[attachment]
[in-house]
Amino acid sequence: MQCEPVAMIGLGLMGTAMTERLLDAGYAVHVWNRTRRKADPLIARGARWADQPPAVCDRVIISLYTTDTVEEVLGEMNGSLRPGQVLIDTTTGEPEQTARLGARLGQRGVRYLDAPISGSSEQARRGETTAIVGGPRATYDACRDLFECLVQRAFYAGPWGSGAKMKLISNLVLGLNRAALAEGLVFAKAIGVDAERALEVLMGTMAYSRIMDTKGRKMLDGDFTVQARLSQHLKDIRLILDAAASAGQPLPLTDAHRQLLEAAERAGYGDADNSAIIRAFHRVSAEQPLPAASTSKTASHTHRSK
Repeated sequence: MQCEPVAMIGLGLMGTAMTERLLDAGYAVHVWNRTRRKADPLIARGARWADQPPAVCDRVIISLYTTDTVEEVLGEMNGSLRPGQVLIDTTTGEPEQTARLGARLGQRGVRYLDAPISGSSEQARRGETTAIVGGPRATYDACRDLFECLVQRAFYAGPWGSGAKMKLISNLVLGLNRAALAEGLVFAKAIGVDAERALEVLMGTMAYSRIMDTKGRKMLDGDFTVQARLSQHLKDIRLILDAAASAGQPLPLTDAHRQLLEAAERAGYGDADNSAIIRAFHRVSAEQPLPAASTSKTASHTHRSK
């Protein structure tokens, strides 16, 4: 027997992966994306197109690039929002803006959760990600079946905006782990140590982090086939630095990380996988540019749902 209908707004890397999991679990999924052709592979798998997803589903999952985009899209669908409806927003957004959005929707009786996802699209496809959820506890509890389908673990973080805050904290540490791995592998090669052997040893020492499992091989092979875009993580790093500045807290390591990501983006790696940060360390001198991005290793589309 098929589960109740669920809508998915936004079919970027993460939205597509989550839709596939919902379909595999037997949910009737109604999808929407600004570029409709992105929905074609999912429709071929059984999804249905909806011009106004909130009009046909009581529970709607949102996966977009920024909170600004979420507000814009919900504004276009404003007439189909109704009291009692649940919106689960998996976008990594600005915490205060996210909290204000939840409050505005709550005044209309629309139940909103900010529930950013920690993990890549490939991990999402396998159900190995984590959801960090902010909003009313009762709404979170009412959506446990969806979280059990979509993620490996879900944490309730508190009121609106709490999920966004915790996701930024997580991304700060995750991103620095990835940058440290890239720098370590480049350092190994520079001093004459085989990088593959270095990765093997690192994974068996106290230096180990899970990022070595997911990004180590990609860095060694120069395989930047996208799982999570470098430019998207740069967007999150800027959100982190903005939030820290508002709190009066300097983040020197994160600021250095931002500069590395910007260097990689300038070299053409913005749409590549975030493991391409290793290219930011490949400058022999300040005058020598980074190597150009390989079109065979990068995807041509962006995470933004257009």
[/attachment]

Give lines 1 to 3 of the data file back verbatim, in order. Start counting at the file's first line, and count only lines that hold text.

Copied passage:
[in-house]
Amino acid sequence: MQCEPVAMIGLGLMGTAMTERLLDAGYAVHVWNRTRRKADPLIARGARWADQPPAVCDRVIISLYTTDTVEEVLGEMNGSLRPGQVLIDTTTGEPEQTARLGARLGQRGVRYLDAPISGSSEQARRGETTAIVGGPRATYDACRDLFECLVQRAFYAGPWGSGAKMKLISNLVLGLNRAALAEGLVFAKAIGVDAERALEVLMGTMAYSRIMDTKGRKMLDGDFTVQARLSQHLKDIRLILDAAASAGQPLPLTDAHRQLLEAAERAGYGDADNSAIIRAFHRVSAEQPLPAASTSKTASHTHRSK
Repeated sequence: MQCEPVAMIGLGLMGTAMTERLLDAGYAVHVWNRTRRKADPLIARGARWADQPPAVCDRVIISLYTTDTVEEVLGEMNGSLRPGQVLIDTTTGEPEQTARLGARLGQRGVRYLDAPISGSSEQARRGETTAIVGGPRATYDACRDLFECLVQRAFYAGPWGSGAKMKLISNLVLGLNRAALAEGLVFAKAIGVDAERALEVLMGTMAYSRIMDTKGRKMLDGDFTVQARLSQHLKDIRLILDAAASAGQPLPLTDAHRQLLEAAERAGYGDADNSAIIRAFHRVSAEQPLPAASTSKTASHTHRSK